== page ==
Lieutenant Governor of Pennsylvania (2019–present)Edit

ElectionEdit

On November 14, 2017, Fetterman announced that he would run for the Democratic nomination for Lieutenant Governor of Pennsylvania, challenging, among others, incumbent Lieutenant Governor Mike Stack.[30] Fetterman was endorsed by Pittsburgh Mayor Bill Peduto,[30] Erin McClelland, Democratic nominee for Pennsylvania's 12th congressional district in 2014 and 2016, and former Pennsylvania Governor and Philadelphia Mayor Ed Rendell.[31] On May 15, Fetterman won the Democratic primary for Lieutenant Governor.[32] Fetterman was a part of the Democratic ticket along with incumbent Governor Tom Wolf. On November 6, 2018, Wolf and Fetterman defeated the Republican ticket of Scott Wagner and Jeff Bartos in the general election.[33][34]

TenureEdit

In November 2020, Fetterman received national press coverage for saying Donald Trump was "no different than any other random internet troll"[35] and that he "can sue a ham sandwich" in response to Trump threatening to file lawsuits in Pennsylvania alleging voter fraud in the 2020 presidential election.[36]

The 2020 presidential election in Pennsylvania was won by Joe Biden, who finished over 81 thousand votes ahead of Trump.[37] Trump's claims of voter fraud led to a challenge of the results and Texas Attorney General Ken Paxton filed a suit to overturn the results in Pennsylvania, among other states.[38] Paxton's case was joined by 18 other Republican Attorneys General from other states.[38] Supporting that effort, Texas Lieutenant Governor Dan Patrick offered a reward of $1,000,000 to anyone who could prove a case of fraud in the affected states. Fetterman responded by certifying that Pennsylvania had discovered three cases of voter fraud: two men had cast ballots as their dead mothers (both for Trump) and another had voted on behalf of his son as well as himself (also for Trump). Fetterman said that his Texas counterpart needed to pay up, a million for each of these cases. He said he was proud to announce, that Trump "got 100% of the dead mother vote," in Pennsylvania.[39] Fetterman's lampooning of the alleged voting fraud that Trump supporters claimed had stolen the election for Biden got nationwide publicity.[39][40]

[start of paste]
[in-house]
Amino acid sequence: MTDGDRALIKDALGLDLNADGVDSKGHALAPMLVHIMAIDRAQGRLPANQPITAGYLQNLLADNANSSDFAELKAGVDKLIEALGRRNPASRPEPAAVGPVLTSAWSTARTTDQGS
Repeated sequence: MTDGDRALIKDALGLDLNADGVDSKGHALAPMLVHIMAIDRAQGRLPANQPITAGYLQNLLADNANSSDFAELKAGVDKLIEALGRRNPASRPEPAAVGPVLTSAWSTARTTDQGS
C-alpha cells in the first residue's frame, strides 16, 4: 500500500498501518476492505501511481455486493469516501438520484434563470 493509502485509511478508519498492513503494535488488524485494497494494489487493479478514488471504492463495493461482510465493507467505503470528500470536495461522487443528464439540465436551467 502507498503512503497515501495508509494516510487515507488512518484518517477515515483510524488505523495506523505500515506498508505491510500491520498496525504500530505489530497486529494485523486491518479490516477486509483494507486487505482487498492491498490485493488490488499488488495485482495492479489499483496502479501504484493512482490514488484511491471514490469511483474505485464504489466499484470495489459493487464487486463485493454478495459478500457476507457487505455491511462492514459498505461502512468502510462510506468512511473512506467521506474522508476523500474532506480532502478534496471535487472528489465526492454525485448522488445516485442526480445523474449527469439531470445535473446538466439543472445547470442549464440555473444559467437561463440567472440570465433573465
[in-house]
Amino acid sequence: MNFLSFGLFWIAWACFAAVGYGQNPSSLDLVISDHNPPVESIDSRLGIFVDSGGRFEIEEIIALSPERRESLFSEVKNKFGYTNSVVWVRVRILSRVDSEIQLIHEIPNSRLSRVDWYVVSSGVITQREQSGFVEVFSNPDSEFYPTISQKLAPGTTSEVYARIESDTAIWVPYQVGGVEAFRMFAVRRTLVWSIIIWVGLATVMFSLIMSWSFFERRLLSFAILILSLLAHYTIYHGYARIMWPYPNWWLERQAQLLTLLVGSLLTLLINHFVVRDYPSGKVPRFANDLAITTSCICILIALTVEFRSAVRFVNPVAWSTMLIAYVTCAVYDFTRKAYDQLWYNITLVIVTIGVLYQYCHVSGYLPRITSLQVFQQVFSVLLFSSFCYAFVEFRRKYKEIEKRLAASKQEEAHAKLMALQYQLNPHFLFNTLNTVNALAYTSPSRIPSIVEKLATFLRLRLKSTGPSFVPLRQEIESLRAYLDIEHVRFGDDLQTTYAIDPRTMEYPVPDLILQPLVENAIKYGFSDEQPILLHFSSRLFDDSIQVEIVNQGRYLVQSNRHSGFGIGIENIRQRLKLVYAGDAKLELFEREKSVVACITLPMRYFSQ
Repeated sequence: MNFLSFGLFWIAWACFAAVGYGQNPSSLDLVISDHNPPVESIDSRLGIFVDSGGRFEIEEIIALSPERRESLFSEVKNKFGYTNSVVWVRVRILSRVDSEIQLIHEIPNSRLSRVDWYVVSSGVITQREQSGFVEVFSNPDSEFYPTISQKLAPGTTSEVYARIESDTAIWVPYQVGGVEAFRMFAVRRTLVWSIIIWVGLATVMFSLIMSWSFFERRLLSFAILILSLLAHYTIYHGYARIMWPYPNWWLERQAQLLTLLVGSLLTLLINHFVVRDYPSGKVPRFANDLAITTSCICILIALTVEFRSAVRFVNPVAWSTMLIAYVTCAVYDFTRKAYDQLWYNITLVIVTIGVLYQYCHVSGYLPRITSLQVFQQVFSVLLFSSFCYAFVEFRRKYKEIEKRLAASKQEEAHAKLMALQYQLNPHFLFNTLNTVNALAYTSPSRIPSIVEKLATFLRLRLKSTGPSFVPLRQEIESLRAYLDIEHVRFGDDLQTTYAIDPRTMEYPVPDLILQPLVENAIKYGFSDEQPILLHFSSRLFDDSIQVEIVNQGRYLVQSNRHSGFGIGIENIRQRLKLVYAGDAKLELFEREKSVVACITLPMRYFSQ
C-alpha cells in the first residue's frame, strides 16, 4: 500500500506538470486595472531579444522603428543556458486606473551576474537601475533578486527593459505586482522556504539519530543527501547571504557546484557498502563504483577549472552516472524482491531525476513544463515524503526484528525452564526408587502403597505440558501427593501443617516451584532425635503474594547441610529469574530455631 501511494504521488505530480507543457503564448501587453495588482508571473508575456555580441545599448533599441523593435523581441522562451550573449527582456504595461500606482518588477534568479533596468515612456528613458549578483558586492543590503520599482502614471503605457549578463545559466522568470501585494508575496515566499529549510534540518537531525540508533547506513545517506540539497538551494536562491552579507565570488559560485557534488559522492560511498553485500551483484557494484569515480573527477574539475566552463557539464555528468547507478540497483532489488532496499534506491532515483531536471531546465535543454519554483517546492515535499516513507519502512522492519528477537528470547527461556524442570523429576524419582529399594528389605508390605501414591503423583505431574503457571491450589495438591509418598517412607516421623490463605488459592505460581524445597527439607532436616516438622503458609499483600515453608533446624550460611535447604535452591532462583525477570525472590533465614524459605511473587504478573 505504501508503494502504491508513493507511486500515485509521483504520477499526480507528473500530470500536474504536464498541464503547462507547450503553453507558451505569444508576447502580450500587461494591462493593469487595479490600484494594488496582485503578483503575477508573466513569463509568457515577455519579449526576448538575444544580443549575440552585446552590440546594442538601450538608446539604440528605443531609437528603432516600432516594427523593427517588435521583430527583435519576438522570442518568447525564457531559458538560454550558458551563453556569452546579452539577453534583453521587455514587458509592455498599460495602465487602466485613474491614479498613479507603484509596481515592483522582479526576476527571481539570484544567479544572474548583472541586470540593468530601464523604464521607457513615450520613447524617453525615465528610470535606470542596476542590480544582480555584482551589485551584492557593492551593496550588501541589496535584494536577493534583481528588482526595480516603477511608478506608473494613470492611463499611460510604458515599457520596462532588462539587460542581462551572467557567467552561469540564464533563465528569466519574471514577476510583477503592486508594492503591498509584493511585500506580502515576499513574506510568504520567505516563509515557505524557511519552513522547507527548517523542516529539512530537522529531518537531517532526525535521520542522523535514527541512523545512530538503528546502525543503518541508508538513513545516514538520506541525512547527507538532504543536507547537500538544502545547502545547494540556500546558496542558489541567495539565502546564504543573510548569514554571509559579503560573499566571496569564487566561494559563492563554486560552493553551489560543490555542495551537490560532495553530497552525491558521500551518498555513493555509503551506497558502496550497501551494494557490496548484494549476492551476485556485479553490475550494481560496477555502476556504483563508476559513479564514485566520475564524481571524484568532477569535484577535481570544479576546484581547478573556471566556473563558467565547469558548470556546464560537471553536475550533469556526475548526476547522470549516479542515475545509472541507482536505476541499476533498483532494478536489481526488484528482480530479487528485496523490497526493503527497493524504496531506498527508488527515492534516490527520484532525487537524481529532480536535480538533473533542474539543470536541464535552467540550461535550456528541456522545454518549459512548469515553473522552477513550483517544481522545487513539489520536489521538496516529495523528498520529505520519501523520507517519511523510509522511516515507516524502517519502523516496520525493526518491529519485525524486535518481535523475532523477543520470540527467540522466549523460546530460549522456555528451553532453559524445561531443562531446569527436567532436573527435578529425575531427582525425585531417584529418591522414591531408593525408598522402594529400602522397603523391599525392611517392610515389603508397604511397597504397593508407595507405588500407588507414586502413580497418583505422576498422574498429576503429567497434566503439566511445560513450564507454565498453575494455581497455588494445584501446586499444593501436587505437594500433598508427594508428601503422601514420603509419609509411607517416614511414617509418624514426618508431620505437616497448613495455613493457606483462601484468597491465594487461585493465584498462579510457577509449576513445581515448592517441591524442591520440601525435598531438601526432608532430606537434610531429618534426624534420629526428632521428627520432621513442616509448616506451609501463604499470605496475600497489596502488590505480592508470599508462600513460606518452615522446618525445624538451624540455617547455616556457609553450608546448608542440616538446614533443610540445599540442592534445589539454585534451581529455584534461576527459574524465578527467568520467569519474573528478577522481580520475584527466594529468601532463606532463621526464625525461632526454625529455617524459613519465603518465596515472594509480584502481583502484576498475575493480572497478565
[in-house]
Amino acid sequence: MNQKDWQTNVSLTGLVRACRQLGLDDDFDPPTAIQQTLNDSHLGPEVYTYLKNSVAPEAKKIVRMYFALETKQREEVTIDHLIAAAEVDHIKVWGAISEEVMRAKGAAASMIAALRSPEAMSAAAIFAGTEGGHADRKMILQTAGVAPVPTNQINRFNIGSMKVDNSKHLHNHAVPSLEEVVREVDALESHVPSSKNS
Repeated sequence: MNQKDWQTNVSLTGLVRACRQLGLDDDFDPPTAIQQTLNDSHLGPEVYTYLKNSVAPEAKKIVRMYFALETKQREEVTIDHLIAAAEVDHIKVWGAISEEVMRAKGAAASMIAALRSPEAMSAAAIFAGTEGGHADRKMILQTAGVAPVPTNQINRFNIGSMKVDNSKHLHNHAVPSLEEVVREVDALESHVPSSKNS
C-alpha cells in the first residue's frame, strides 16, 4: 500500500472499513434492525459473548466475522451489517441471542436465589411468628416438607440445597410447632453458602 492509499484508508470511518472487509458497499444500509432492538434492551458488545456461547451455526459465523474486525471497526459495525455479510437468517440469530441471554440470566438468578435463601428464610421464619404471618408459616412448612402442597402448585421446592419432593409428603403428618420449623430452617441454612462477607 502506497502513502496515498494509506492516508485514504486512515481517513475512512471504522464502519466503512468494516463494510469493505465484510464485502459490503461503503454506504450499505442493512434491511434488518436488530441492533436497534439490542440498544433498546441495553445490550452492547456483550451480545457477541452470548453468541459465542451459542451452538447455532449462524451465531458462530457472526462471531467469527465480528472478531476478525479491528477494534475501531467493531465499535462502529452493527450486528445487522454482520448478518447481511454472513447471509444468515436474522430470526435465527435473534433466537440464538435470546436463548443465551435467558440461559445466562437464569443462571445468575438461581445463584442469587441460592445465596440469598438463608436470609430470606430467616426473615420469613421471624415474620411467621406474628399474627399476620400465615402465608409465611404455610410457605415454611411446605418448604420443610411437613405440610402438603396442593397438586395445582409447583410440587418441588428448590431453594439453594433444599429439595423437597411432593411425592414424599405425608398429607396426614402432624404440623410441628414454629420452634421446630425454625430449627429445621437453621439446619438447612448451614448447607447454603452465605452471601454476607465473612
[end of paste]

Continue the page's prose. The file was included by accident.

U.S. Senate campaignsEdit

2016Edit

 
Fetterman campaigning in Pittsburgh

On September 14, 2015, Fetterman announced that he would run for the Democratic nomination for the U.S. Senate seat held by Pat Toomey in the 2016 election.[41] His campaign was considered a longshot against two better-known candidates, Katie McGinty and Joe Sestak, the 2010 Democratic nominee for Senate.[42] Fetterman was endorsed by former Maryland Governor Martin O'Malley,[43] former Pennsylvania Treasurer Barbara Hafer,[44] and the PennLive Editorial Board.[45]

Fetterman's campaign focused on progressive values and building support through grassroots movement, drawing comparisons to Bernie Sanders.[46] Fetterman was the only statewide Democratic candidate in Pennsylvania to endorse Sanders.[47] Though lacking statewide name recognition, having low campaign funds, and polling as low as 4% a week before the primary,[48] Fetterman was able to garner 20% of the primary vote. Katie McGinty who spent $4,312,688 on the primary and who was endorsed by Barack Obama and many U.S. senators, finished ahead of former congressman and admiral Joe Sestak, who raised $5,064,849, with Fetterman raising $798,981 and finishing third.[49][50] After the primary Fetterman campaigned on behalf of McGinty,[51] although Toomey ultimately defeated her, winning reelection.

2022Edit

In January 2021, Fetterman announced he was launching an exploratory committee for the 2022 U.S. Senate election in Pennsylvania.[52][53] On February 4, 2021, Fetterman filed a statement of candidacy with the Federal Election Commission declaring his intention to run for the Senate seat being vacated by retiring Sen. Pat Toomey.[54][55] On February 8, 2021, he officially entered the U.S. Senate race.[56] Early polls have suggested that he is the frontrunner in the race, though many voters remain undecided.[57][58]